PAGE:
#2 Comment By MattSwartz On February 17, 2009 @ 5:22 pm

Along those same lines, TomB,

I hear that one reason why rural republicans in upstate NY don’t want to bring down incarceration rates is that prisoners (who of course cannot vote) are counted in the census, artificially weighting state legislative districts to favor their region.

The problem there is the same as that mentioned in the blogpost: we’ve set up a system that incentivises imprisonment, rather than one that sees it as a last-resort recourse for violent crimes.

#3 Comment By TomB On February 17, 2009 @ 9:51 pm

MattSwartz wrote:

“I hear that one reason why rural republicans in upstate NY don’t want to bring down incarceration rates is that prisoners (who of course cannot vote) are counted in the census….”

Hilarious. You can just see ’em sitting around fuming, angry at the very idea of making recreational pot use a mere misdemeanor with no jail time, cradling their beer in their hand, fresh from the pharmacy picking up their prescription for Viagra, their hyperactive kid’s prescription for Ritalin, and their wife’s prescription for Prozac.

Terribly unfair, but still funny. Thanks.


#4 Comment By Thomas O. Meehan On February 17, 2009 @ 11:03 pm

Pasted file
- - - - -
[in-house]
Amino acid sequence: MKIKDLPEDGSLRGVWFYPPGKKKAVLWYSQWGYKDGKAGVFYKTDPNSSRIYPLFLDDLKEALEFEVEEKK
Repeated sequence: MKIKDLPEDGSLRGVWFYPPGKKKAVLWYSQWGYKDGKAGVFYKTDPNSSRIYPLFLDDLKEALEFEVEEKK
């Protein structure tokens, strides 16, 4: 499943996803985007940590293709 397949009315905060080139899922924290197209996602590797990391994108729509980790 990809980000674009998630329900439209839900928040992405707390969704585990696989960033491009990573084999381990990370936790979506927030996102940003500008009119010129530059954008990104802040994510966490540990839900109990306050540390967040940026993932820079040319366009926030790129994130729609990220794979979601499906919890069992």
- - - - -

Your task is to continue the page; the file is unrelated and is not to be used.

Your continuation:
Criminal Justice functions are privatized for two reasons. Cost, and the desire to put unpopular or risky processes at arms length . Halfway Houses are a good example. While ostensibly serving to re-integrate offenders into society, many states use private halfway houses as holding pens. When I retired from NJ Government in 2001, we had approximately 2400 inmates living in such halfway houses. The lion’s share were run by large corporate private prison companies. All of these inmates were pre-parole, that is, actual serving inmates.

With so many convicts the temptation to privatize become overwhelming. There are some good and some bad aspects of this. But the main reason is that it cost about 25k to keep a convict in prison but only about 16K to house that same inmate in a halfway house located in his home town. In fact, the halfway houses in NJ were almost all in the same ghetto’s the inmates came from in the first place.